Thomas E. Hilinski
Department of Soil and Crop Sciences
Colorado State University
An important component in calculating budgets of terrestrial soil carbon is an estimate of total soil organic carbon. The CENTURY model simulates organic C in the top 20 cm of soil only, so a method for projecting the depth distribution of organic C is necessary for estimates of the profile total. This document describes the implementation of the exponential depth distribution of organic C in CENTURY soil organic matter model. This model replaces the original CENTURY version 5 algorithm for distributing C below the simulation layer. Implementation of this algorithm also required changes to the algorithms for the layered soil, erosion, and deposition.
Replacement of the original C distribution algorithm was necessary in order to overcome problems whose source was in the assumptions underlying the design of the algorithm. These problems affected simulation results in the following ways:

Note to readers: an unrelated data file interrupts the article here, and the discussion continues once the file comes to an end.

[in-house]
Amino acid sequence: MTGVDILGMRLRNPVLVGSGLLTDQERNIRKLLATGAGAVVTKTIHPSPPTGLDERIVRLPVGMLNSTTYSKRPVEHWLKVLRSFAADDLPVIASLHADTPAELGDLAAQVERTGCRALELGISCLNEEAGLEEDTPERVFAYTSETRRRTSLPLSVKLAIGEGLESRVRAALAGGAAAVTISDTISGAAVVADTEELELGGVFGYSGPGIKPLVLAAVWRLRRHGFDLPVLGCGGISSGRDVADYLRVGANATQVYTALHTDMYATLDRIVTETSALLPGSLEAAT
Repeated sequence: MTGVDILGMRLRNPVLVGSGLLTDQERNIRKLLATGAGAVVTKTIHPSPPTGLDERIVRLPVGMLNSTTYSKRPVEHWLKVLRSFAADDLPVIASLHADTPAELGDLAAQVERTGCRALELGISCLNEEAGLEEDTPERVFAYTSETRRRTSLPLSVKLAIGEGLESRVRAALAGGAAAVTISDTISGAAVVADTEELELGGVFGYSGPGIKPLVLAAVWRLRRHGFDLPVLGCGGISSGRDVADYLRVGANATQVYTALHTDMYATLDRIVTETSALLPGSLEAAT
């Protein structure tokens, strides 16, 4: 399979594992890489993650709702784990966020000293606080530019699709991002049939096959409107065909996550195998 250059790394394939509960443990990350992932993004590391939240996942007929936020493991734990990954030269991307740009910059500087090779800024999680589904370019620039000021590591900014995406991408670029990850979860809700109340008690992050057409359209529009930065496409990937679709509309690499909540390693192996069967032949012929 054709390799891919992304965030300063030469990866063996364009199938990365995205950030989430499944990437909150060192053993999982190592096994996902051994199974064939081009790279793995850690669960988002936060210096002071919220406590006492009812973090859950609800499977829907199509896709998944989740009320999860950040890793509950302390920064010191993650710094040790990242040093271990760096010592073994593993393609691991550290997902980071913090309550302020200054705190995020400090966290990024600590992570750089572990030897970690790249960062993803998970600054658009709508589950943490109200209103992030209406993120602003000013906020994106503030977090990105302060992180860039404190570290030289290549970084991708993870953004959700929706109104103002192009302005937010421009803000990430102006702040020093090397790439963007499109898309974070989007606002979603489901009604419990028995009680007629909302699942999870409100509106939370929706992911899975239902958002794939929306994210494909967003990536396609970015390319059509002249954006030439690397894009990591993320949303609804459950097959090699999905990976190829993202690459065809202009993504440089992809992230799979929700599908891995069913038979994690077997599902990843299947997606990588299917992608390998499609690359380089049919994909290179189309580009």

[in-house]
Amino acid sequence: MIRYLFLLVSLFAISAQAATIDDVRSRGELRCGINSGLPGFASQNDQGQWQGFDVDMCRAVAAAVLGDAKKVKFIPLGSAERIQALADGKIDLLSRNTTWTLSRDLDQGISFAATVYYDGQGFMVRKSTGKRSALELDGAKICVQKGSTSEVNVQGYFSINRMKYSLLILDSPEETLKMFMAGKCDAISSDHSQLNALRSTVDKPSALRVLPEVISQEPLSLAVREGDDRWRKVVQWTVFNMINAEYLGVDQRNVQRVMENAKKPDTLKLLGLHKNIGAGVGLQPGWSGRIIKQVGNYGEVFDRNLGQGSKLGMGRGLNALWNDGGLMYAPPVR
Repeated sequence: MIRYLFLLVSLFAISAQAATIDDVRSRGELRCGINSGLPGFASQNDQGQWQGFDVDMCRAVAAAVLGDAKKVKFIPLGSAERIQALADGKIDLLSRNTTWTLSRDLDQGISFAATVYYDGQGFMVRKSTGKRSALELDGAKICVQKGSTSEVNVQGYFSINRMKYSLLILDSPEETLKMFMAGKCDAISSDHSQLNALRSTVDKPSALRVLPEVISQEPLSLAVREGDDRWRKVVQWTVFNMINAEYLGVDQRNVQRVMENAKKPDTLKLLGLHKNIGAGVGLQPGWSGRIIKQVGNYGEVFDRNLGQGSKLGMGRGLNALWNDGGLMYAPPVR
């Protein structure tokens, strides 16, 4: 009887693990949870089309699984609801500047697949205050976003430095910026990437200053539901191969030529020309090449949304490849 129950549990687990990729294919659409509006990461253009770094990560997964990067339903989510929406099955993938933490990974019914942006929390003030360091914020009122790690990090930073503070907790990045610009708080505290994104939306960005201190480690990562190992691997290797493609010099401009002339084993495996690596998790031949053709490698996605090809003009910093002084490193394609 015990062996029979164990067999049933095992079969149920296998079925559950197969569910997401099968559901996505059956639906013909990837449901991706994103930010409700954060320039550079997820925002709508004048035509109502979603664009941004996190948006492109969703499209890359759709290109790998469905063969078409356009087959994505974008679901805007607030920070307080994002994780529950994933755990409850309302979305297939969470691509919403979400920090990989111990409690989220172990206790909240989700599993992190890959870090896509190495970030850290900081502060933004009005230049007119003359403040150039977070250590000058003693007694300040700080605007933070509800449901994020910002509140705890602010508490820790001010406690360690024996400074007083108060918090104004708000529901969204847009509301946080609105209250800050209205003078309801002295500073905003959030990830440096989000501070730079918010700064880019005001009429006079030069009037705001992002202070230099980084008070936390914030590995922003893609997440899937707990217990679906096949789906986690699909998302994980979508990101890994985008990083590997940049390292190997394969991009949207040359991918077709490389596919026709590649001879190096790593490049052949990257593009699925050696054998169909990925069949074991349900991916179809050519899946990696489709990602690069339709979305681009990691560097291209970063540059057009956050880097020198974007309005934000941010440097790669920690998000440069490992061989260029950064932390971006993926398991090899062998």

Advantages of the new algorithm include its ability to approximate observed depth distributions of soil C, a direct link between the C distribution and the size of the soil C pools used in CENTURY, and easy calculation of the storage of C over any depth interval. Disadvantages are increased computation time, and error sensitivity to C density profiles that deviate substantially from an exponentially decreasing form.
Description of the vertical distribution of soil organic C as a function which decays exponentially with depth has been described by several authors desiring to model their profile data. For example, Bernoux et al. (1998) compared power and exponential decay functions to Amazon forest soils using regression, and found the exponential model fit best, with R2 values greater than 0.82. Their model is based upon the depth distribution equation of Arrouays and Pelissier (1994) for temperate forest soils. Elzein and Balesdent (1995) used a numerical simulation of organic matter decay incorporating an exponential depth distribution model to successfully simulate organic matter decay and transport in a temperate forest soil. Rosenbloom (1997) and Rosenbloom et al. (2001) used a similar form to extrapolate C at depth based upon the potential maximum C at the surface, in a model of soil erosion. Harden et al. (2001) used the same form as Rosenbloom (1997) to distribute input of plant and decomposition C to the soil over the profile depth.